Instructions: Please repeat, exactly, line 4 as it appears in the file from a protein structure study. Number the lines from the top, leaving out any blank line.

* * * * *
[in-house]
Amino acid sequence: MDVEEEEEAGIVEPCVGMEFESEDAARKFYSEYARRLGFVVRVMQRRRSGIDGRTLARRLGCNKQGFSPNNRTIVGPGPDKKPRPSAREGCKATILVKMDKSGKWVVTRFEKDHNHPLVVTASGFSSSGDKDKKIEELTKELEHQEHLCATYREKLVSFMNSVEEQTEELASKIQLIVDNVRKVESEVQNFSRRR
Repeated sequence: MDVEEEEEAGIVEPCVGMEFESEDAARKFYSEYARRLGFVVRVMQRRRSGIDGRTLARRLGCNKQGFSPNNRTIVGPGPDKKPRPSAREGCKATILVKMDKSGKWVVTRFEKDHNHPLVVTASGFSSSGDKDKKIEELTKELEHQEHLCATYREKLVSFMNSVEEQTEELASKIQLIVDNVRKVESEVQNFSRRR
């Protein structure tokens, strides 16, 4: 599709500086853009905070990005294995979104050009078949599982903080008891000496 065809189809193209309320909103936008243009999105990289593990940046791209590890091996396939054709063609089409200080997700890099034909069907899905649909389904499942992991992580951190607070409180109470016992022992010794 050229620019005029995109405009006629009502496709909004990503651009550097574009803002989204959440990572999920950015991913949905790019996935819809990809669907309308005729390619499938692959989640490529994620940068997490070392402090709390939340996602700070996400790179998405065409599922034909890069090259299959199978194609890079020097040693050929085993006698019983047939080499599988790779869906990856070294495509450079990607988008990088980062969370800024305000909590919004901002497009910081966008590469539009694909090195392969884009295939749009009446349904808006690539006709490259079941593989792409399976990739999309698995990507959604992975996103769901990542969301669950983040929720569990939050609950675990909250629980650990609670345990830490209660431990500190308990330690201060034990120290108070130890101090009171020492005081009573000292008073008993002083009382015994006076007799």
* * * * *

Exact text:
């Protein structure tokens, strides 16, 4: 599709500086853009905070990005294995979104050009078949599982903080008891000496 065809189809193209309320909103936008243009999105990289593990940046791209590890091996396939054709063609089409200080997700890099034909069907899905649909389904499942992991992580951190607070409180109470016992022992010794 050229620019005029995109405009006629009502496709909004990503651009550097574009803002989204959440990572999920950015991913949905790019996935819809990809669907309308005729390619499938692959989640490529994620940068997490070392402090709390939340996602700070996400790179998405065409599922034909890069090259299959199978194609890079020097040693050929085993006698019983047939080499599988790779869906990856070294495509450079990607988008990088980062969370800024305000909590919004901002497009910081966008590469539009694909090195392969884009295939749009009446349904808006690539006709490259079941593989792409399976990739999309698995990507959604992975996103769901990542969301669950983040929720569990939050609950675990909250629980650990609670345990830490209660431990500190308990330690201060034990120290108070130890101090009171020492005081009573000292008073008993002083009382015994006076007799």